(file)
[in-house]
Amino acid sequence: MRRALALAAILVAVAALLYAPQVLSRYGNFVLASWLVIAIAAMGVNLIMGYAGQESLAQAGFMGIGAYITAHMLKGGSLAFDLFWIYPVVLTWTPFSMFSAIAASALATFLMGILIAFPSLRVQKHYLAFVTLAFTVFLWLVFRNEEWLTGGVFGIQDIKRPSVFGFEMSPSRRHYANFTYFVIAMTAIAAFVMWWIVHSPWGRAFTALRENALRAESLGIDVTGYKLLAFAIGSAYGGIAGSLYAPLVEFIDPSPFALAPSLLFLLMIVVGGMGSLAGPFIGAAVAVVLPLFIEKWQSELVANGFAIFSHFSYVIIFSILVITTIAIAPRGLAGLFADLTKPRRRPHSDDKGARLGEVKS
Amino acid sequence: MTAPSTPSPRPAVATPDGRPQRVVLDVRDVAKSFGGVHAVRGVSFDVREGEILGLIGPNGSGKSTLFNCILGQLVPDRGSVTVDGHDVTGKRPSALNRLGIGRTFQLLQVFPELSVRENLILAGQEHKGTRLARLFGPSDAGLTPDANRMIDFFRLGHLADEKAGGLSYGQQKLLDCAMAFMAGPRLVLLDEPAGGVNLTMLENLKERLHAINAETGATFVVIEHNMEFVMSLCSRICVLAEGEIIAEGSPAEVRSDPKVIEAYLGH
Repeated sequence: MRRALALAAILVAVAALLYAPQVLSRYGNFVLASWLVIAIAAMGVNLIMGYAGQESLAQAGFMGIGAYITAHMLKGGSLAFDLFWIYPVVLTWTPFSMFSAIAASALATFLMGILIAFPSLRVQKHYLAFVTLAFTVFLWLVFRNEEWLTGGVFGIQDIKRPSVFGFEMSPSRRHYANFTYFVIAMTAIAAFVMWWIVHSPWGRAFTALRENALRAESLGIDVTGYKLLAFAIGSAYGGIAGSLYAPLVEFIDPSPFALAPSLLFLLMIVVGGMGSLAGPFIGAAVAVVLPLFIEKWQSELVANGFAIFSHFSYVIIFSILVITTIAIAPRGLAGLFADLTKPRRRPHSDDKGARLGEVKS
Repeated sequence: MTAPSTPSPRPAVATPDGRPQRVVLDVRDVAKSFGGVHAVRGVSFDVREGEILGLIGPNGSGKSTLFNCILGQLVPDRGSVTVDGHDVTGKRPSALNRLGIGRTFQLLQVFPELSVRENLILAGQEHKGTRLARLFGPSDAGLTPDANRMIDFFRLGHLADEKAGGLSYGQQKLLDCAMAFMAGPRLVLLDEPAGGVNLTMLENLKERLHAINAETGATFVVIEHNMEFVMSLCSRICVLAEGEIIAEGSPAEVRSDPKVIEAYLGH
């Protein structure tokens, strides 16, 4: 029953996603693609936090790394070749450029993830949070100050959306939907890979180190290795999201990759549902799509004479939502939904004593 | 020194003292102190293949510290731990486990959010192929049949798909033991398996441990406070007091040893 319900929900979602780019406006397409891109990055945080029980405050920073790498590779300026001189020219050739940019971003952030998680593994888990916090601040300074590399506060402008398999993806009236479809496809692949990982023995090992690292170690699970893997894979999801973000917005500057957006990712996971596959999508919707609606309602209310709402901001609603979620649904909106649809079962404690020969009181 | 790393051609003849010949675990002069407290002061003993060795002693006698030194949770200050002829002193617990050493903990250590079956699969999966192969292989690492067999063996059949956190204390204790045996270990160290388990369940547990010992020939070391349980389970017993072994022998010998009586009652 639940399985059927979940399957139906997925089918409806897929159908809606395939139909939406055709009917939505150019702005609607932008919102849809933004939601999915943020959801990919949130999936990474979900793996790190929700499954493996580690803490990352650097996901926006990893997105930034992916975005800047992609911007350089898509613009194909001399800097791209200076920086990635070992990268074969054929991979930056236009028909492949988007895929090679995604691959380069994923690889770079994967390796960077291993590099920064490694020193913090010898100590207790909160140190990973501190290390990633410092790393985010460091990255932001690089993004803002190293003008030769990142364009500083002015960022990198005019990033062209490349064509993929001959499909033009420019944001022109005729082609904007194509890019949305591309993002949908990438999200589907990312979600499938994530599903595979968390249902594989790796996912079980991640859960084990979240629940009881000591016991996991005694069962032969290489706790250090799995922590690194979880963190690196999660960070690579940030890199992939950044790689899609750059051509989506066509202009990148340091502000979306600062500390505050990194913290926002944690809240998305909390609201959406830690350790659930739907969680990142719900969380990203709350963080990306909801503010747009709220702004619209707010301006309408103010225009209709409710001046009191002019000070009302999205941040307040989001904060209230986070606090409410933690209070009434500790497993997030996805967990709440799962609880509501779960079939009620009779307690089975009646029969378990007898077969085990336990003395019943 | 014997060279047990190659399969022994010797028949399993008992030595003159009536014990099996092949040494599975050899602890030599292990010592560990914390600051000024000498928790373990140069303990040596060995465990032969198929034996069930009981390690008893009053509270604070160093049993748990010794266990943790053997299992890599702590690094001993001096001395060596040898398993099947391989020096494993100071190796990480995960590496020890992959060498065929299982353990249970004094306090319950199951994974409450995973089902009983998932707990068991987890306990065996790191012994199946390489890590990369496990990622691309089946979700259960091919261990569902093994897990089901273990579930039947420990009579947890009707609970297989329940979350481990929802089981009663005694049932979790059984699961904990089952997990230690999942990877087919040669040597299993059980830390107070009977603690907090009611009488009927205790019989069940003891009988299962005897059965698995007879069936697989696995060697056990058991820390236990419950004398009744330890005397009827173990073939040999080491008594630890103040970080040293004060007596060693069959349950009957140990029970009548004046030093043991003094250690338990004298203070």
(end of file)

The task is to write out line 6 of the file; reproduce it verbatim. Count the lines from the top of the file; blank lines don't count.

């Protein structure tokens, strides 16, 4: 029953996603693609936090790394070749450029993830949070100050959306939907890979180190290795999201990759549902799509004479939502939904004593 | 020194003292102190293949510290731990486990959010192929049949798909033991398996441990406070007091040893 319900929900979602780019406006397409891109990055945080029980405050920073790498590779300026001189020219050739940019971003952030998680593994888990916090601040300074590399506060402008398999993806009236479809496809692949990982023995090992690292170690699970893997894979999801973000917005500057957006990712996971596959999508919707609606309602209310709402901001609603979620649904909106649809079962404690020969009181 | 790393051609003849010949675990002069407290002061003993060795002693006698030194949770200050002829002193617990050493903990250590079956699969999966192969292989690492067999063996059949956190204390204790045996270990160290388990369940547990010992020939070391349980389970017993072994022998010998009586009652 639940399985059927979940399957139906997925089918409806897929159908809606395939139909939406055709009917939505150019702005609607932008919102849809933004939601999915943020959801990919949130999936990474979900793996790190929700499954493996580690803490990352650097996901926006990893997105930034992916975005800047992609911007350089898509613009194909001399800097791209200076920086990635070992990268074969054929991979930056236009028909492949988007895929090679995604691959380069994923690889770079994967390796960077291993590099920064490694020193913090010898100590207790909160140190990973501190290390990633410092790393985010460091990255932001690089993004803002190293003008030769990142364009500083002015960022990198005019990033062209490349064509993929001959499909033009420019944001022109005729082609904007194509890019949305591309993002949908990438999200589907990312979600499938994530599903595979968390249902594989790796996912079980991640859960084990979240629940009881000591016991996991005694069962032969290489706790250090799995922590690194979880963190690196999660960070690579940030890199992939950044790689899609750059051509989506066509202009990148340091502000979306600062500390505050990194913290926002944690809240998305909390609201959406830690350790659930739907969680990142719900969380990203709350963080990306909801503010747009709220702004619209707010301006309408103010225009209709409710001046009191002019000070009302999205941040307040989001904060209230986070606090409410933690209070009434500790497993997030996805967990709440799962609880509501779960079939009620009779307690089975009646029969378990007898077969085990336990003395019943 | 014997060279047990190659399969022994010797028949399993008992030595003159009536014990099996092949040494599975050899602890030599292990010592560990914390600051000024000498928790373990140069303990040596060995465990032969198929034996069930009981390690008893009053509270604070160093049993748990010794266990943790053997299992890599702590690094001993001096001395060596040898398993099947391989020096494993100071190796990480995960590496020890992959060498065929299982353990249970004094306090319950199951994974409450995973089902009983998932707990068991987890306990065996790191012994199946390489890590990369496990990622691309089946979700259960091919261990569902093994897990089901273990579930039947420990009579947890009707609970297989329940979350481990929802089981009663005694049932979790059984699961904990089952997990230690999942990877087919040669040597299993059980830390107070009977603690907090009611009488009927205790019989069940003891009988299962005897059965698995007879069936697989696995060697056990058991820390236990419950004398009744330890005397009827173990073939040999080491008594630890103040970080040293004060007596060693069959349950009957140990029970009548004046030093043991003094250690338990004298203070």